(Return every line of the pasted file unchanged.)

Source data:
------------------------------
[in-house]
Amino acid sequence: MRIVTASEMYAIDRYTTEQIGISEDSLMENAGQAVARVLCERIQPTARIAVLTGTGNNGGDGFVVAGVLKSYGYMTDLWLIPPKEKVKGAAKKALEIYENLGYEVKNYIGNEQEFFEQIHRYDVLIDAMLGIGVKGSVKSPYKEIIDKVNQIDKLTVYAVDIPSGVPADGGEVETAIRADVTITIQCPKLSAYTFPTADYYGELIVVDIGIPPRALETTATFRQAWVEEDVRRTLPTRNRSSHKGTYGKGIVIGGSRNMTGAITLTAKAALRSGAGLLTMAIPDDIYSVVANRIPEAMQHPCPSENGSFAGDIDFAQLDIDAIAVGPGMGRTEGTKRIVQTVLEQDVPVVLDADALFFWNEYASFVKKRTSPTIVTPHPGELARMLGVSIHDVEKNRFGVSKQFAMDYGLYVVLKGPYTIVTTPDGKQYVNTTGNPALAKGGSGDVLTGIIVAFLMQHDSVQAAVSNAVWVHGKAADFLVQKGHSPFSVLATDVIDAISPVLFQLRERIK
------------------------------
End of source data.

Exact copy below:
[in-house]
Amino acid sequence: MRIVTASEMYAIDRYTTEQIGISEDSLMENAGQAVARVLCERIQPTARIAVLTGTGNNGGDGFVVAGVLKSYGYMTDLWLIPPKEKVKGAAKKALEIYENLGYEVKNYIGNEQEFFEQIHRYDVLIDAMLGIGVKGSVKSPYKEIIDKVNQIDKLTVYAVDIPSGVPADGGEVETAIRADVTITIQCPKLSAYTFPTADYYGELIVVDIGIPPRALETTATFRQAWVEEDVRRTLPTRNRSSHKGTYGKGIVIGGSRNMTGAITLTAKAALRSGAGLLTMAIPDDIYSVVANRIPEAMQHPCPSENGSFAGDIDFAQLDIDAIAVGPGMGRTEGTKRIVQTVLEQDVPVVLDADALFFWNEYASFVKKRTSPTIVTPHPGELARMLGVSIHDVEKNRFGVSKQFAMDYGLYVVLKGPYTIVTTPDGKQYVNTTGNPALAKGGSGDVLTGIIVAFLMQHDSVQAAVSNAVWVHGKAADFLVQKGHSPFSVLATDVIDAISPVLFQLRERIK